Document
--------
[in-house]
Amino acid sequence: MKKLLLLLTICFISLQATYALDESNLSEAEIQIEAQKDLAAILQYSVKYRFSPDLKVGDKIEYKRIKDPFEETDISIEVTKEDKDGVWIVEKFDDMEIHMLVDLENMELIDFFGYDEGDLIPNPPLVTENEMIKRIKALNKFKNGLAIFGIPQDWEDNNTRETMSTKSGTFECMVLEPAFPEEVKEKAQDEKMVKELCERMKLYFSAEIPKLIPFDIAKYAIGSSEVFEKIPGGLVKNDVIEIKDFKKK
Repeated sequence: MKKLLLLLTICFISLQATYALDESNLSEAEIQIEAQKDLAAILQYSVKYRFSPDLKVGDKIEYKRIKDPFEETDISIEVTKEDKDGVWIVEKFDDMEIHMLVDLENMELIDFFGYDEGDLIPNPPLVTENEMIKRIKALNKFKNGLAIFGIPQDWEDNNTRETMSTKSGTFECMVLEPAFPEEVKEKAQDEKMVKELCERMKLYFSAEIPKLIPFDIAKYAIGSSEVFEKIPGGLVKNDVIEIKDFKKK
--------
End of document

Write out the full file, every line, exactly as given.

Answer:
[in-house]
Amino acid sequence: MKKLLLLLTICFISLQATYALDESNLSEAEIQIEAQKDLAAILQYSVKYRFSPDLKVGDKIEYKRIKDPFEETDISIEVTKEDKDGVWIVEKFDDMEIHMLVDLENMELIDFFGYDEGDLIPNPPLVTENEMIKRIKALNKFKNGLAIFGIPQDWEDNNTRETMSTKSGTFECMVLEPAFPEEVKEKAQDEKMVKELCERMKLYFSAEIPKLIPFDIAKYAIGSSEVFEKIPGGLVKNDVIEIKDFKKK
Repeated sequence: MKKLLLLLTICFISLQATYALDESNLSEAEIQIEAQKDLAAILQYSVKYRFSPDLKVGDKIEYKRIKDPFEETDISIEVTKEDKDGVWIVEKFDDMEIHMLVDLENMELIDFFGYDEGDLIPNPPLVTENEMIKRIKALNKFKNGLAIFGIPQDWEDNNTRETMSTKSGTFECMVLEPAFPEEVKEKAQDEKMVKELCERMKLYFSAEIPKLIPFDIAKYAIGSSEVFEKIPGGLVKNDVIEIKDFKKK